More than 90% of the goods traded internationally are shipped by sea, according to the Organisation for Economic Co-operation and Development, with maritime trade volumes set to triple by 2050. About 60% of those goods – everything from appliances to imported fruit – are packed in containers, while commodities such as oil or grains are stored in the hull.
However, maritime trade routes can be severely impacted by extreme weather, forcing vessels to adjust planned routes to minimise disruption or delays and, in the worst-case scenario, cause loss of cargo or damage to the ship itself.
In 2020 alone, some 3,000 containers are said to have been lost overboard, and Bloomberg estimated that 1,000 had already been lost to the sea within the first four months of 2021. Meanwhile, bad weather accounted for one in five ship losses in 2019, according to Allianz.
“Climate change has led to more frequent extreme weather events, threatening livelihoods, particularly in vulnerable communities. The maritime sector needs to be aware of increased risks to shipping and ports from more intense storms,” said Natasha Brown, acting head, public information services, at the International Maritime Organization (IMO).
It is a problem that many expect to get worse, as warmer ocean temperatures and higher sea levels caused by climate change increase the intensity and impacts of hurricanes and tropical storms. Indeed, the proportion of Category 3 to 5 cyclones has grown by about five percent per decade since 1979, according to an estimate by the High Meadows Environmental Institute.
The maritime sector needs to be aware of increased risks to shipping and ports from more intense storms.
“Disruptions due to extreme weather can cause a range of issues, including missed port calls and delayed estimated time of arrivals, meaning you have to change schedules for the discharging and loading up of cargos, among other issues,” explains Edwin Magesh, a former engineer in the merchant navy and now general manager, expertise services at Wärtsilä Energy.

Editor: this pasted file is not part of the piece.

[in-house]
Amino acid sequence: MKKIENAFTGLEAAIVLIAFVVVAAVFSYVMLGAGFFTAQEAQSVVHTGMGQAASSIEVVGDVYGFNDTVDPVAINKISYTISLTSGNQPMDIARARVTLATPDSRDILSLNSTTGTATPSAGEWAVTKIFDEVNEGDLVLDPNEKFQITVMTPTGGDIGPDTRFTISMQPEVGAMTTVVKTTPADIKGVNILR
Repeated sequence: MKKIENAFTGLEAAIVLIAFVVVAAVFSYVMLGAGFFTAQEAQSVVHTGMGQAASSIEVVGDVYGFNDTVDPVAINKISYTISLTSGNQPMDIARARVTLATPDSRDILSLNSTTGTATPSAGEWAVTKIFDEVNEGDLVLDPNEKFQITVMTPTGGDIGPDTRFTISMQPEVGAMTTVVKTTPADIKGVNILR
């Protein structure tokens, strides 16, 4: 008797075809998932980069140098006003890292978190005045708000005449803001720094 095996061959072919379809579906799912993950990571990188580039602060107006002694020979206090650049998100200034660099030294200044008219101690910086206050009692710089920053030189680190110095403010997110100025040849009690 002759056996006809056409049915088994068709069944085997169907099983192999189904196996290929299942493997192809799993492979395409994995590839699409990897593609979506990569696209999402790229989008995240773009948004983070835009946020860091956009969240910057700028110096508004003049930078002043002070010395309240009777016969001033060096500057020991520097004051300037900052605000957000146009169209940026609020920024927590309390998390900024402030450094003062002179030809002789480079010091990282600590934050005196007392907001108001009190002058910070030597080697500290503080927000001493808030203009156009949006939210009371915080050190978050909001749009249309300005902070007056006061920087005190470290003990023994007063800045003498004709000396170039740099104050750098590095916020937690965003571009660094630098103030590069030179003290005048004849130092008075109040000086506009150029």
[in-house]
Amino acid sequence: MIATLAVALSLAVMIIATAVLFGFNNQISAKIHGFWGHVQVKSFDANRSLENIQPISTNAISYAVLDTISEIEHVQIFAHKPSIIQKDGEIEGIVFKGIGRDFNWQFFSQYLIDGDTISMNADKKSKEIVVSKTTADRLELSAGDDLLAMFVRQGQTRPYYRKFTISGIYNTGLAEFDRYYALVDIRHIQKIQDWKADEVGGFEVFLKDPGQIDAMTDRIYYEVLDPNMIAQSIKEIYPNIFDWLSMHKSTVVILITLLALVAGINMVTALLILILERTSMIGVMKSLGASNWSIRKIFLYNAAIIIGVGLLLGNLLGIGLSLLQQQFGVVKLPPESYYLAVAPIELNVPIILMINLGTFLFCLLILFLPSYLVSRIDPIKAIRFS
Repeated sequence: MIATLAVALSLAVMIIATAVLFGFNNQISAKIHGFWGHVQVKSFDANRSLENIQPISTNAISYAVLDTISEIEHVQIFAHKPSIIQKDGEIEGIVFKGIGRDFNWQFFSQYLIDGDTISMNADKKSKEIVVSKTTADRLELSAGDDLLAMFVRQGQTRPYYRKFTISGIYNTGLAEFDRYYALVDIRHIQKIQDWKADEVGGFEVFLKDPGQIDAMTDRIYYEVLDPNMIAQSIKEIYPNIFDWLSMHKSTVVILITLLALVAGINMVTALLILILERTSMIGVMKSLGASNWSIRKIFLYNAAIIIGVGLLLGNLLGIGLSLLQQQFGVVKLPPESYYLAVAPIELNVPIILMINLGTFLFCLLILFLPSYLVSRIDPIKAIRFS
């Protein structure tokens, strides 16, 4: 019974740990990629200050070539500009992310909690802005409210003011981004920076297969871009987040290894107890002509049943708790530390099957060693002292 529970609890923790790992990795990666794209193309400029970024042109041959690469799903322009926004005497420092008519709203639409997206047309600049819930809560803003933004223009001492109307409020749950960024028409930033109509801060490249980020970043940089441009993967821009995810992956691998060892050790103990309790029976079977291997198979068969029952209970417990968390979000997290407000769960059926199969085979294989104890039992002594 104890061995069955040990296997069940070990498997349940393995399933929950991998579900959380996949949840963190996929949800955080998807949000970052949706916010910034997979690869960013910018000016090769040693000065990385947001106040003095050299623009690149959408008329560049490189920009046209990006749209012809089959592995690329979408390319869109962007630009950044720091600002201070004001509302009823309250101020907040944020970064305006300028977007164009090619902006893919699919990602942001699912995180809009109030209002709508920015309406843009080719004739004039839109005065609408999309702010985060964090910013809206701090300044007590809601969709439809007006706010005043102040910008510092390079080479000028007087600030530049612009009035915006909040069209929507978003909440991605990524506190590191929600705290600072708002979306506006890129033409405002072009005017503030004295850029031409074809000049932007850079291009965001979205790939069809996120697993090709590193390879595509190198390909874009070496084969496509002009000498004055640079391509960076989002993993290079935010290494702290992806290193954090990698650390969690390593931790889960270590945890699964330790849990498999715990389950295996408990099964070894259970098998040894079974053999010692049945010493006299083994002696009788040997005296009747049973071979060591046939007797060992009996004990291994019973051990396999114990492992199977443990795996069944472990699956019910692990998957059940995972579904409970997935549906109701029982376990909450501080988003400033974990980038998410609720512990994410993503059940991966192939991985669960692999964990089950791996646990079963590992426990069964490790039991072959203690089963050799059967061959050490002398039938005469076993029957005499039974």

Lost cargo also has obvious and significant financial ramifications. Additionally, a worldwide surge in e-commerce triggered by the COVID-19 pandemic has led to ships being stacked higher with containers and increased the pressure on shipping companies to deliver goods as quickly as possible. Bloomberg analysis estimated that total financial losses due to containers falling overboard in the first four months of 2021 alone were USD 54.5 million.
The past two years have seen several shipping incidents in which containers were washed overboard, with one of the most notable being the MV Zim Kingston. In October 2021, 109 containers were swept overboard after the ship heeled 35 degrees in heavy swells off Vancouver Island, Canada. The bad weather is thought to have happened due to a rare ‘bomb cyclone’ off the British Columbia coastline.
The ship then faced a fire on deck, which damaged more containers. Only four of those which were washed overboard were recovered and more than 27,000 kg of debris was collected from surrounding beaches. The ship had been carrying everything from hazardous chemicals to Christmas decorations, poker tables, car parts and stand-up paddleboards.
Extreme weather can also cause significant disruption at seaports, which are vulnerable to flooding, waves, and winds due to their geographical position.
Storm surges and ‘flood’ tides can impact the loading and discharging of cargo due to flooding and higher water levels. This can, in turn, delay or lengthen overall journey times and increase bunker consumption – piling further pressure on the maritime sector.
To help mitigate the impact of climate change on maritime trade routes, the UN Conference on Trade and Development (UNCTAD) has called for an ‘all hands on deck’ response to enhance the climate resilience of seaports and other critical transport infrastructure to advance the UN’s 2030 Agenda for Sustainable Development.
Shipping companies can also take measures to help mitigate the impact of extreme weather. Maersk, for example, has optimised its ship design and strengthened weather monitoring systems to improve safety and energy efficiency.
“Weather has always played a significant role in shipping, including the risk of extreme weather, and over the years we have optimised ship designs ensuring a continuous safe and compliant stowage of our vessels,” says Aslak Ross, head of marine standards at Maersk.
“Further, in the past year we’ve taken several measures to strengthen our processes and minimise the risk of losing containers when encountering rough weather,” adds Ross, whose role also covers safety at sea.
Weather has always played a significant role in shipping, including the risk of extreme weather.
“We have, for instance, strengthened the monitoring from our voyage centre, lowered the threshold when seeking additional weather routing advice and taken an ever further conservation approach to balancing energy efficiency and navigational safety. As safety is a never-ending journey, we are committed to continuous improvements.”
Brown says that there needs to be continuous efforts to improve the accuracy and timeliness of weather forecasting and transmission to ship, taking advantage of new developments in technology.
Companies must also ensure they are maintaining an appropriate approach to risk. “In matters of safety and environment protection it is the commitment, competence, attitudes and motivation of individuals at all levels that determines the end result,” Brown says.